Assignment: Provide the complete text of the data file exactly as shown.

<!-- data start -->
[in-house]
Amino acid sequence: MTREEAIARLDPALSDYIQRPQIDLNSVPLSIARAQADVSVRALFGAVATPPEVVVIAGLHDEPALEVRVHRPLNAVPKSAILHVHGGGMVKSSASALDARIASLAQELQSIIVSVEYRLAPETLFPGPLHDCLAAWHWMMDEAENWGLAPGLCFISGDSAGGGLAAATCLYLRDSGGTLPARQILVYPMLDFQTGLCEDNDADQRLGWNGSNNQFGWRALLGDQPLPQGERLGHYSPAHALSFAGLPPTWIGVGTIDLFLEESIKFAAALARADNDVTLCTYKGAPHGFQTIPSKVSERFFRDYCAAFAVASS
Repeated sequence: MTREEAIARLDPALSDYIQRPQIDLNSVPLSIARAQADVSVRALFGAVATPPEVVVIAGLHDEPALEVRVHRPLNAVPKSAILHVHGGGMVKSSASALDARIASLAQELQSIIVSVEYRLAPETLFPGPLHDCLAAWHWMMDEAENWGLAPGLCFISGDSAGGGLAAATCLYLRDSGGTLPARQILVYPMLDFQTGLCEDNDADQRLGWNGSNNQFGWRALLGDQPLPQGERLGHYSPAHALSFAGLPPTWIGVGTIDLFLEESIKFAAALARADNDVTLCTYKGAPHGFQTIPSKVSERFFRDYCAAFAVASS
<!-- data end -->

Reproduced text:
[in-house]
Amino acid sequence: MTREEAIARLDPALSDYIQRPQIDLNSVPLSIARAQADVSVRALFGAVATPPEVVVIAGLHDEPALEVRVHRPLNAVPKSAILHVHGGGMVKSSASALDARIASLAQELQSIIVSVEYRLAPETLFPGPLHDCLAAWHWMMDEAENWGLAPGLCFISGDSAGGGLAAATCLYLRDSGGTLPARQILVYPMLDFQTGLCEDNDADQRLGWNGSNNQFGWRALLGDQPLPQGERLGHYSPAHALSFAGLPPTWIGVGTIDLFLEESIKFAAALARADNDVTLCTYKGAPHGFQTIPSKVSERFFRDYCAAFAVASS
Repeated sequence: MTREEAIARLDPALSDYIQRPQIDLNSVPLSIARAQADVSVRALFGAVATPPEVVVIAGLHDEPALEVRVHRPLNAVPKSAILHVHGGGMVKSSASALDARIASLAQELQSIIVSVEYRLAPETLFPGPLHDCLAAWHWMMDEAENWGLAPGLCFISGDSAGGGLAAATCLYLRDSGGTLPARQILVYPMLDFQTGLCEDNDADQRLGWNGSNNQFGWRALLGDQPLPQGERLGHYSPAHALSFAGLPPTWIGVGTIDLFLEESIKFAAALARADNDVTLCTYKGAPHGFQTIPSKVSERFFRDYCAAFAVASS